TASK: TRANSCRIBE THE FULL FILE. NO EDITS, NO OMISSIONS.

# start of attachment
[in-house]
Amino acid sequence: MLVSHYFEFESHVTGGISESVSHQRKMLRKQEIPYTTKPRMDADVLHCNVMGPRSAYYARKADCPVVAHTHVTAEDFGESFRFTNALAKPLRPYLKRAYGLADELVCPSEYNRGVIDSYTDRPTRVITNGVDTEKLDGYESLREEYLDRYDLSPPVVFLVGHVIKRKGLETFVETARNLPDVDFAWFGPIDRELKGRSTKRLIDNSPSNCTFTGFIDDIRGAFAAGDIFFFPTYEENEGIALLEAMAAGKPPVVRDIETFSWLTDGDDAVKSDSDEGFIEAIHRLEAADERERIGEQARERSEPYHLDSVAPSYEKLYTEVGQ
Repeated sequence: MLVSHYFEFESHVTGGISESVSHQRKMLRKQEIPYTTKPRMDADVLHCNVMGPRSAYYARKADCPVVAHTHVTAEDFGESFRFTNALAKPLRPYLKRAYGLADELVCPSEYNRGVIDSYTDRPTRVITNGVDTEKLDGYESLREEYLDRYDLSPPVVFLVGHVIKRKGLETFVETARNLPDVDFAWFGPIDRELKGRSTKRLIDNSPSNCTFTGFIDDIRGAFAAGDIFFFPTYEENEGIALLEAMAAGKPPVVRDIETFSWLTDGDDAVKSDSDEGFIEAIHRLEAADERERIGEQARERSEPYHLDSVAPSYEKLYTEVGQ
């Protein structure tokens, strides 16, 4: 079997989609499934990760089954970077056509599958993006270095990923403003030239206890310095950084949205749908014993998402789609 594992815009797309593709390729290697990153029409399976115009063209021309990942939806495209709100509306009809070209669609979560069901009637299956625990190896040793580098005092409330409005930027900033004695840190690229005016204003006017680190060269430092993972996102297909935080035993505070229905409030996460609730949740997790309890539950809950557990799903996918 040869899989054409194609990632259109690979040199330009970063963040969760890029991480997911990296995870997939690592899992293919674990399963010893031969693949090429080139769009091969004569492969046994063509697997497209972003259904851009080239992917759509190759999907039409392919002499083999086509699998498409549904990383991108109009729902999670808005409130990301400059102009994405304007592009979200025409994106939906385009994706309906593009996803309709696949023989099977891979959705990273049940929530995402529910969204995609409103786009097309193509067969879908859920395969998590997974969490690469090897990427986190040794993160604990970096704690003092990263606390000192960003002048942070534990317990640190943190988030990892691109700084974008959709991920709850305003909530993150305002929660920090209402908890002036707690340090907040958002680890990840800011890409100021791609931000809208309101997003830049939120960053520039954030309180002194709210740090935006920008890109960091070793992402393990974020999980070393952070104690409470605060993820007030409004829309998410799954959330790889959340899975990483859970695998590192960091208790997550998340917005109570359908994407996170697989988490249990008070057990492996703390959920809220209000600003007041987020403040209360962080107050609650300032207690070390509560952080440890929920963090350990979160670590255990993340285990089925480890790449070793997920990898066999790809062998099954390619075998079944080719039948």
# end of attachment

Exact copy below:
[in-house]
Amino acid sequence: MLVSHYFEFESHVTGGISESVSHQRKMLRKQEIPYTTKPRMDADVLHCNVMGPRSAYYARKADCPVVAHTHVTAEDFGESFRFTNALAKPLRPYLKRAYGLADELVCPSEYNRGVIDSYTDRPTRVITNGVDTEKLDGYESLREEYLDRYDLSPPVVFLVGHVIKRKGLETFVETARNLPDVDFAWFGPIDRELKGRSTKRLIDNSPSNCTFTGFIDDIRGAFAAGDIFFFPTYEENEGIALLEAMAAGKPPVVRDIETFSWLTDGDDAVKSDSDEGFIEAIHRLEAADERERIGEQARERSEPYHLDSVAPSYEKLYTEVGQ
Repeated sequence: MLVSHYFEFESHVTGGISESVSHQRKMLRKQEIPYTTKPRMDADVLHCNVMGPRSAYYARKADCPVVAHTHVTAEDFGESFRFTNALAKPLRPYLKRAYGLADELVCPSEYNRGVIDSYTDRPTRVITNGVDTEKLDGYESLREEYLDRYDLSPPVVFLVGHVIKRKGLETFVETARNLPDVDFAWFGPIDRELKGRSTKRLIDNSPSNCTFTGFIDDIRGAFAAGDIFFFPTYEENEGIALLEAMAAGKPPVVRDIETFSWLTDGDDAVKSDSDEGFIEAIHRLEAADERERIGEQARERSEPYHLDSVAPSYEKLYTEVGQ
């Protein structure tokens, strides 16, 4: 079997989609499934990760089954970077056509599958993006270095990923403003030239206890310095950084949205749908014993998402789609 594992815009797309593709390729290697990153029409399976115009063209021309990942939806495209709100509306009809070209669609979560069901009637299956625990190896040793580098005092409330409005930027900033004695840190690229005016204003006017680190060269430092993972996102297909935080035993505070229905409030996460609730949740997790309890539950809950557990799903996918 040869899989054409194609990632259109690979040199330009970063963040969760890029991480997911990296995870997939690592899992293919674990399963010893031969693949090429080139769009091969004569492969046994063509697997497209972003259904851009080239992917759509190759999907039409392919002499083999086509699998498409549904990383991108109009729902999670808005409130990301400059102009994405304007592009979200025409994106939906385009994706309906593009996803309709696949023989099977891979959705990273049940929530995402529910969204995609409103786009097309193509067969879908859920395969998590997974969490690469090897990427986190040794993160604990970096704690003092990263606390000192960003002048942070534990317990640190943190988030990892691109700084974008959709991920709850305003909530993150305002929660920090209402908890002036707690340090907040958002680890990840800011890409100021791609931000809208309101997003830049939120960053520039954030309180002194709210740090935006920008890109960091070793992402393990974020999980070393952070104690409470605060993820007030409004829309998410799954959330790889959340899975990483859970695998590192960091208790997550998340917005109570359908994407996170697989988490249990008070057990492996703390959920809220209000600003007041987020403040209360962080107050609650300032207690070390509560952080440890929920963090350990979160670590255990993340285990089925480890790449070793997920990898066999790809062998099954390619075998079944080719039948």